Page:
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From Tim Hunter <timhun...@databricks.com>
Subject Re: Spark Improvement Proposals
Date Thu, 16 Feb 2017 20:23:15 GMT
The doc looks good to me.

Ryan, the role of the shepherd is to make sure that someone
knowledgeable with Spark processes is involved: this person can advise
on technical and procedural considerations for people outside the
community. Also, if no one is willing to be a shepherd, the proposed
idea is probably not going to receive much traction in the first
place.

Tim

On Thu, Feb 16, 2017 at 9:17 AM, Cody Koeninger <cody@koeninger.org> wrote:
> Reynold, thanks, LGTM.
>
> Sean, great concerns.  I agree that behavior is largely cultural and
> writing down a process won't necessarily solve any problems one way or
> the other.  But one outwardly visible change I'm hoping for out of
> this a way for people who have a stake in Spark, but can't follow
> jiras closely, to go to the Spark website, see the list of proposed
> major changes, contribute discussion on issues that are relevant to
> their needs, and see a clear direction once a vote has passed.  We
> don't have that now.
>
> Ryan, realistically speaking any PMC member can and will stop any
> changes they don't like anyway, so might as well be up front about the
> reality of the situation.
>
> On Thu, Feb 16, 2017 at 10:43 AM, Sean Owen <sowen@cloudera.com> wrote:
>> The text seems fine to me. Really, this is not describing a fundamentally
>> new process, which is good. We've always had JIRAs, we've always been able
>> to call a VOTE for a big question. This just writes down a sensible set of
>> guidelines for putting those two together when a major change is proposed. I
>> look forward to turning some big JIRAs into a request for a SPIP.
>>
>> My only hesitation is that this seems to be perceived by some as a new or
>> different thing, that is supposed to solve some problems that aren't
>> otherwise solvable. I see mentioned problems like: clear process for
>> managing work, public communication, more committers, some sort of binding
>> outcome and deadline.
>>
>> If SPIP is supposed to be a way to make people design in public and a way to
>> force attention to a particular change, then, this doesn't do that by
>> itself. Therefore I don't want to let a detailed discussion of SPIP detract
>> from the discussion about doing what SPIP implies. It's just a process
>> document.
>>
>> Still, a fine step IMHO.
>>
>> On Thu, Feb 16, 2017 at 4:22 PM Reynold Xin <rxin@databricks.com> wrote:
>>>
>>> Updated. Any feedback from other community members?
>>>
>>>
>>> On Wed, Feb 15, 2017 at 2:53 AM, Cody Koeninger <cody@koeninger.org>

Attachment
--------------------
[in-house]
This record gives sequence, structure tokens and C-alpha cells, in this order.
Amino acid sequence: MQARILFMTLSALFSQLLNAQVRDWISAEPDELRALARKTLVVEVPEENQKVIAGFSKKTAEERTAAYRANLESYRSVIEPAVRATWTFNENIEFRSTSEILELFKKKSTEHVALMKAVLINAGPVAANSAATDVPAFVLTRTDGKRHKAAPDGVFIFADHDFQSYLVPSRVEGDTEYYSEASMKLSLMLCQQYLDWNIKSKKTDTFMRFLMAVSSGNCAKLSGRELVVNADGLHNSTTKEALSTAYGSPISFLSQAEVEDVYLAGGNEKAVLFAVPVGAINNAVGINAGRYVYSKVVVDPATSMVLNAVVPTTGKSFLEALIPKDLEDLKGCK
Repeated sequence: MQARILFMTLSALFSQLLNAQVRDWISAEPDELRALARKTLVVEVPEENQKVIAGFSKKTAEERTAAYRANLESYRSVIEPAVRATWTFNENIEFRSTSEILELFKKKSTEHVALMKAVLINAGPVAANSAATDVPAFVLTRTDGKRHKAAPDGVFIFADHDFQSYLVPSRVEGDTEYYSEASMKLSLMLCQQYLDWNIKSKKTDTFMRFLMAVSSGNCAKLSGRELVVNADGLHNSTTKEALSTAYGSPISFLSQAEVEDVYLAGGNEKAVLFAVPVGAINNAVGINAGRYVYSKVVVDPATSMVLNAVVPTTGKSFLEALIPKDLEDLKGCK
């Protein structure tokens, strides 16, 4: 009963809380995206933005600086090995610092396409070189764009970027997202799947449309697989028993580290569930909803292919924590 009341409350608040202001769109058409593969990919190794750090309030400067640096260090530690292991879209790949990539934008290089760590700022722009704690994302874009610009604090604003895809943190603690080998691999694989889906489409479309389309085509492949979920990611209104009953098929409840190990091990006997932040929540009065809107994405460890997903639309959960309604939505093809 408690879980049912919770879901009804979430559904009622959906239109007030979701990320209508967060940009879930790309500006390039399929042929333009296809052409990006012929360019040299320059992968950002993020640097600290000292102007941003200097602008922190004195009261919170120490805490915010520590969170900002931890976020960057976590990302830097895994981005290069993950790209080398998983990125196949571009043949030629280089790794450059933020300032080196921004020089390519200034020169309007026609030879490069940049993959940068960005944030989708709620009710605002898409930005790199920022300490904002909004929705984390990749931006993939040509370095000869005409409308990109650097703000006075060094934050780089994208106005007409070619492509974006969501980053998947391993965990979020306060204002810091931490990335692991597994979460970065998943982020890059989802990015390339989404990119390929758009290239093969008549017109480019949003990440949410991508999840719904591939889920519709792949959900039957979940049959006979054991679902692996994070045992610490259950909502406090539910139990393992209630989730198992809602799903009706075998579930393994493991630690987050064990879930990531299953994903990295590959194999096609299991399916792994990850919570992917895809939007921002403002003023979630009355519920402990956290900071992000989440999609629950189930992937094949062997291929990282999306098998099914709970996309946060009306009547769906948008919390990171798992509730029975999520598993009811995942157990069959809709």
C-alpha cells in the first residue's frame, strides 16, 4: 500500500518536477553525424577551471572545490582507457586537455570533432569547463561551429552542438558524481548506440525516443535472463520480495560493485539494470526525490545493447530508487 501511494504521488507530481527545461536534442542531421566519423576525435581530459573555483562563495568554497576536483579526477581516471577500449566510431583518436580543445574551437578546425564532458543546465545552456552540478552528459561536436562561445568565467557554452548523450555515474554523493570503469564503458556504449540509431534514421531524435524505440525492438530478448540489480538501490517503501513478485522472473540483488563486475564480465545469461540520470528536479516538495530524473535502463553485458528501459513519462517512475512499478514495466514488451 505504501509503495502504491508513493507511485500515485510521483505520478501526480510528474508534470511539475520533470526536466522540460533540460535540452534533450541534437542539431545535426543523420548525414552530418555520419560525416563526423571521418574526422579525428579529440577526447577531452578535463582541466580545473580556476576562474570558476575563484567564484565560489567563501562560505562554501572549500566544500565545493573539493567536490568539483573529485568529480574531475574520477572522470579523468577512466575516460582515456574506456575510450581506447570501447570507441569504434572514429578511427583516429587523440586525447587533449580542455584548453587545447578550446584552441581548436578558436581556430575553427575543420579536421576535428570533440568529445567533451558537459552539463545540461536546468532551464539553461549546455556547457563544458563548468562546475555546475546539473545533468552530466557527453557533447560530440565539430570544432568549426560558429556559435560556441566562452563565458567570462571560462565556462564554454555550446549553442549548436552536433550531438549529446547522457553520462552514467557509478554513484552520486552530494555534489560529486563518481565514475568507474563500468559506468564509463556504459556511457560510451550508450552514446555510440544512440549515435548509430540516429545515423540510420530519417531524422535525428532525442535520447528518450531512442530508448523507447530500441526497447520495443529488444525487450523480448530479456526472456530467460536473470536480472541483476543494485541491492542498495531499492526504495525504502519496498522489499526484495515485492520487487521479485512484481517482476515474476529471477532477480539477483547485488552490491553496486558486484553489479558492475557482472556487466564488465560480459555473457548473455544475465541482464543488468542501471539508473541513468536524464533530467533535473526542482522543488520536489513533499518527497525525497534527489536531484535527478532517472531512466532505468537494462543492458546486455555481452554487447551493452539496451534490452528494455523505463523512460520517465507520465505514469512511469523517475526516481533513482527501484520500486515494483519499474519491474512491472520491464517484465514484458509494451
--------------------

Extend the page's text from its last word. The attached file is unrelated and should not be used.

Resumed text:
>>> wrote:
>>>>
>>>> Thanks for doing that.
>>>>
>>>> Given that there are at least 4 different Apache voting processes,
>>>> "typical Apache vote process" isn't meaningful to me.
>>>>
>>>> I think the intention is that in order to pass, it needs at least 3 +1
>>>> votes from PMC members *and no -1 votes from PMC members*.  But the document
>>>> doesn't explicitly say that second part.
>>>>
>>>> There's also no mention of the duration a vote should remain open.
>>>> There's a mention of a month for finding a shepherd, but that's different.
>>>>
>>>> Other than that, LGTM.
>>>>
>>>> On Mon, Feb 13, 2017 at 9:02 AM, Reynold Xin <rxin@databricks.com>
wrote:
>>>>>
>>>>> Here's a new draft that incorporated most of the feedback:
>>>>> https://docs.google.com/document/d/1-Zdi_W-wtuxS9hTK0P9qb2x-nRanvXmnZ7SUi4qMljg/edit#
>>>>>
>>>>> I added a specific role for SPIP Author and another one for SPIP
>>>>> Shepherd.
>>>>>
>>>>> On Sat, Feb 11, 2017 at 6:13 PM, Xiao Li <gatorsmile@gmail.com>
wrote:
>>>>>>
>>>>>> During the summit, I also had a lot of discussions over similar topics
>>>>>> with multiple Committers and active users. I heard many fantastic
ideas. I
>>>>>> believe Spark improvement proposals are good channels to collect
the
>>>>>> requirements/designs.
>>>>>>
>>>>>>
>>>>>> IMO, we also need to consider the priority when working on these
items.
>>>>>> Even if the proposal is accepted, it does not mean it will be implemented
>>>>>> and merged immediately. It is not a FIFO queue.
>>>>>>
>>>>>>
>>>>>> Even if some PRs are merged, sometimes, we still have to revert them
>>>>>> back, if the design and implementation are not reviewed carefully.
We have
>>>>>> to ensure our quality. Spark is not an application software. It is
an
>>>>>> infrastructure software that is being used by many many companies.
We have
>>>>>> to be very careful in the design and implementation, especially
>>>>>> adding/changing the external APIs.
>>>>>>
>>>>>>
>>>>>> When I developed the Mainframe infrastructure/middleware software
in
>>>>>> the past 6 years, I were involved in the discussions with external/internal
>>>>>> customers. The to-do feature list was always above 100. Sometimes,
the
>>>>>> customers are feeling frustrated when we are unable to deliver them
on time
>>>>>> due to the resource limits and others. Even if they paid us billions,
we
>>>>>> still need to do it phase by phase or sometimes they have to accept
the
>>>>>> workarounds. That is the reality everyone has to face, I think.
>>>>>>
>>>>>>
>>>>>> Thanks,
>>>>>>
>>>>>>
>>>>>> Xiao Li
>>>>>>>
>>>>>>>
>>
>
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